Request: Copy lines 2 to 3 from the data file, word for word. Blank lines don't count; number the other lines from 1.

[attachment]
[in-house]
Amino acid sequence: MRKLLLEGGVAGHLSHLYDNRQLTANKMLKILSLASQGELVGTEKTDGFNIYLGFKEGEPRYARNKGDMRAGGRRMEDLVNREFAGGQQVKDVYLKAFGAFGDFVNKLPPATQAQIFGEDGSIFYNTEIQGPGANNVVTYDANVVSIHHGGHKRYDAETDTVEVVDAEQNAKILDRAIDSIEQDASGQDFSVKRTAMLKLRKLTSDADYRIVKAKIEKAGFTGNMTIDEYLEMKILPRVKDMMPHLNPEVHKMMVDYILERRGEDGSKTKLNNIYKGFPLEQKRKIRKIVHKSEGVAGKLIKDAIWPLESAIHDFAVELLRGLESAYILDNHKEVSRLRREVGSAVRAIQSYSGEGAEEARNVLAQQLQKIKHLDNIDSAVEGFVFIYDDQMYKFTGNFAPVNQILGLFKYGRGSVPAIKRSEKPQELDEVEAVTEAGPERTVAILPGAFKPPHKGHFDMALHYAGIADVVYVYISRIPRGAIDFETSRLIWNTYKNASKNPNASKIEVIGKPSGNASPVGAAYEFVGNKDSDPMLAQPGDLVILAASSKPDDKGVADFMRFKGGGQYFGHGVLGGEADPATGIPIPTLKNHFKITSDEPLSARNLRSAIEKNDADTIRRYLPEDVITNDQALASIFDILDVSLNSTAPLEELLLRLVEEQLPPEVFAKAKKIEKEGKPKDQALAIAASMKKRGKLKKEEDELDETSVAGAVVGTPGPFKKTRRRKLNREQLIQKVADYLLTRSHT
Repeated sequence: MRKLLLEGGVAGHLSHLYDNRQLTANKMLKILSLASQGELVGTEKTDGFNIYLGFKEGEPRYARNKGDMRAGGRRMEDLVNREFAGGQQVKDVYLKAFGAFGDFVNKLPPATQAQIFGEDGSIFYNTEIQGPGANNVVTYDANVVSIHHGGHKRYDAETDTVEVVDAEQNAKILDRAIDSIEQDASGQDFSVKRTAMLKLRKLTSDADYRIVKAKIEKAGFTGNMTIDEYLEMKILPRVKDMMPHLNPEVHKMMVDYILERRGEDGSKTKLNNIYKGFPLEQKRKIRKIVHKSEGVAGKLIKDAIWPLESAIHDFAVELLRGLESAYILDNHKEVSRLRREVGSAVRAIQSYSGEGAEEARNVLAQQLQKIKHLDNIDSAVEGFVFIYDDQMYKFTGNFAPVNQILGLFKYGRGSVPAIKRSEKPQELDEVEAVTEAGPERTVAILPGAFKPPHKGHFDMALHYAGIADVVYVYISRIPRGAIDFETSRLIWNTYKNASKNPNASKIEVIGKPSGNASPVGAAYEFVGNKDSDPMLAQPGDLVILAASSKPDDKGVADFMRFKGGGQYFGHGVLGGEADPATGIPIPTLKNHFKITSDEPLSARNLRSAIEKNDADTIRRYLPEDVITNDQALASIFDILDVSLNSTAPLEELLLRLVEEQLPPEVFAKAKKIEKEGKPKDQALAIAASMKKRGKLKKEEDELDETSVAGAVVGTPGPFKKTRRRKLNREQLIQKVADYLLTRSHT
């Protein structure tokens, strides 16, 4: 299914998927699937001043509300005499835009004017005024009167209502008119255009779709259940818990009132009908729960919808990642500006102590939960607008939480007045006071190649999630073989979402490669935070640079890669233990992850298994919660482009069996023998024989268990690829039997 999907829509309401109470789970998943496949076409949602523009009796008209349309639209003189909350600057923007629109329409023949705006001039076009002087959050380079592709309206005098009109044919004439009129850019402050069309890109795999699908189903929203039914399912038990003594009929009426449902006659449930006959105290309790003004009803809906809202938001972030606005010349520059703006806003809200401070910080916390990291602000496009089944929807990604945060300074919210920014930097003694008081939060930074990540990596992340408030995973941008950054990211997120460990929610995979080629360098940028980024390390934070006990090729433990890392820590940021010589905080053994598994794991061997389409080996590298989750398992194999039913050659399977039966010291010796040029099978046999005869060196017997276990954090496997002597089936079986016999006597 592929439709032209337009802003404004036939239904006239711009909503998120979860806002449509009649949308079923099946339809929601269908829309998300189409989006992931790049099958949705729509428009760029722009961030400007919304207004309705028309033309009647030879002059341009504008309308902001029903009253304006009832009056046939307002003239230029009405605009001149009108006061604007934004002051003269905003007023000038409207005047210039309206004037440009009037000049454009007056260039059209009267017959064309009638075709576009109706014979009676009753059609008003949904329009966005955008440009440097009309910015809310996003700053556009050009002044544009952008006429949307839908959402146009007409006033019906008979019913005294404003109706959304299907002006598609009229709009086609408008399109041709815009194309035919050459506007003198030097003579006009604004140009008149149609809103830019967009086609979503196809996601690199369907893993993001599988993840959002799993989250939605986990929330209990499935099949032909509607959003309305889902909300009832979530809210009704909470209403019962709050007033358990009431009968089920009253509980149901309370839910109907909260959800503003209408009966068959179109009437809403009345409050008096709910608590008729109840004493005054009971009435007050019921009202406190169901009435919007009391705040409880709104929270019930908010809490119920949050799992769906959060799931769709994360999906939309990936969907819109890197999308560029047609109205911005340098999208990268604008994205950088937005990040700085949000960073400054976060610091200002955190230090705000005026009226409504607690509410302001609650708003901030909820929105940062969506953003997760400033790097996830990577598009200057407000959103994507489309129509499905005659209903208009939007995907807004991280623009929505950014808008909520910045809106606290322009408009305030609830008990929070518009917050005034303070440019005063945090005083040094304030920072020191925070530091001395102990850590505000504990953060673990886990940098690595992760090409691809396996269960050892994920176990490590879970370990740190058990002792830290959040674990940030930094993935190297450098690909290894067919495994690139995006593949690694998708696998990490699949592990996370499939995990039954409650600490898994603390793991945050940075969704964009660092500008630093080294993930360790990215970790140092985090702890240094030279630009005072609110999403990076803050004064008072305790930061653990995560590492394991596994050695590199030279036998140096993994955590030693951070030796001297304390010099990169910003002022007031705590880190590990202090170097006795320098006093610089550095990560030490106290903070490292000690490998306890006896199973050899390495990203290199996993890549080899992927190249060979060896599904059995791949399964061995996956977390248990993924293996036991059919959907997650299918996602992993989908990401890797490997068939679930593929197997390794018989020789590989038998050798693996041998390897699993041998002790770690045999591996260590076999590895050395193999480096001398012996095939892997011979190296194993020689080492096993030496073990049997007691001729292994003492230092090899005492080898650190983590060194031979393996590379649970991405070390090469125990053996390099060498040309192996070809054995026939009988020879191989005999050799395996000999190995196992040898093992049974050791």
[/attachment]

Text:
Amino acid sequence: MRKLLLEGGVAGHLSHLYDNRQLTANKMLKILSLASQGELVGTEKTDGFNIYLGFKEGEPRYARNKGDMRAGGRRMEDLVNREFAGGQQVKDVYLKAFGAFGDFVNKLPPATQAQIFGEDGSIFYNTEIQGPGANNVVTYDANVVSIHHGGHKRYDAETDTVEVVDAEQNAKILDRAIDSIEQDASGQDFSVKRTAMLKLRKLTSDADYRIVKAKIEKAGFTGNMTIDEYLEMKILPRVKDMMPHLNPEVHKMMVDYILERRGEDGSKTKLNNIYKGFPLEQKRKIRKIVHKSEGVAGKLIKDAIWPLESAIHDFAVELLRGLESAYILDNHKEVSRLRREVGSAVRAIQSYSGEGAEEARNVLAQQLQKIKHLDNIDSAVEGFVFIYDDQMYKFTGNFAPVNQILGLFKYGRGSVPAIKRSEKPQELDEVEAVTEAGPERTVAILPGAFKPPHKGHFDMALHYAGIADVVYVYISRIPRGAIDFETSRLIWNTYKNASKNPNASKIEVIGKPSGNASPVGAAYEFVGNKDSDPMLAQPGDLVILAASSKPDDKGVADFMRFKGGGQYFGHGVLGGEADPATGIPIPTLKNHFKITSDEPLSARNLRSAIEKNDADTIRRYLPEDVITNDQALASIFDILDVSLNSTAPLEELLLRLVEEQLPPEVFAKAKKIEKEGKPKDQALAIAASMKKRGKLKKEEDELDETSVAGAVVGTPGPFKKTRRRKLNREQLIQKVADYLLTRSHT
Repeated sequence: MRKLLLEGGVAGHLSHLYDNRQLTANKMLKILSLASQGELVGTEKTDGFNIYLGFKEGEPRYARNKGDMRAGGRRMEDLVNREFAGGQQVKDVYLKAFGAFGDFVNKLPPATQAQIFGEDGSIFYNTEIQGPGANNVVTYDANVVSIHHGGHKRYDAETDTVEVVDAEQNAKILDRAIDSIEQDASGQDFSVKRTAMLKLRKLTSDADYRIVKAKIEKAGFTGNMTIDEYLEMKILPRVKDMMPHLNPEVHKMMVDYILERRGEDGSKTKLNNIYKGFPLEQKRKIRKIVHKSEGVAGKLIKDAIWPLESAIHDFAVELLRGLESAYILDNHKEVSRLRREVGSAVRAIQSYSGEGAEEARNVLAQQLQKIKHLDNIDSAVEGFVFIYDDQMYKFTGNFAPVNQILGLFKYGRGSVPAIKRSEKPQELDEVEAVTEAGPERTVAILPGAFKPPHKGHFDMALHYAGIADVVYVYISRIPRGAIDFETSRLIWNTYKNASKNPNASKIEVIGKPSGNASPVGAAYEFVGNKDSDPMLAQPGDLVILAASSKPDDKGVADFMRFKGGGQYFGHGVLGGEADPATGIPIPTLKNHFKITSDEPLSARNLRSAIEKNDADTIRRYLPEDVITNDQALASIFDILDVSLNSTAPLEELLLRLVEEQLPPEVFAKAKKIEKEGKPKDQALAIAASMKKRGKLKKEEDELDETSVAGAVVGTPGPFKKTRRRKLNREQLIQKVADYLLTRSHT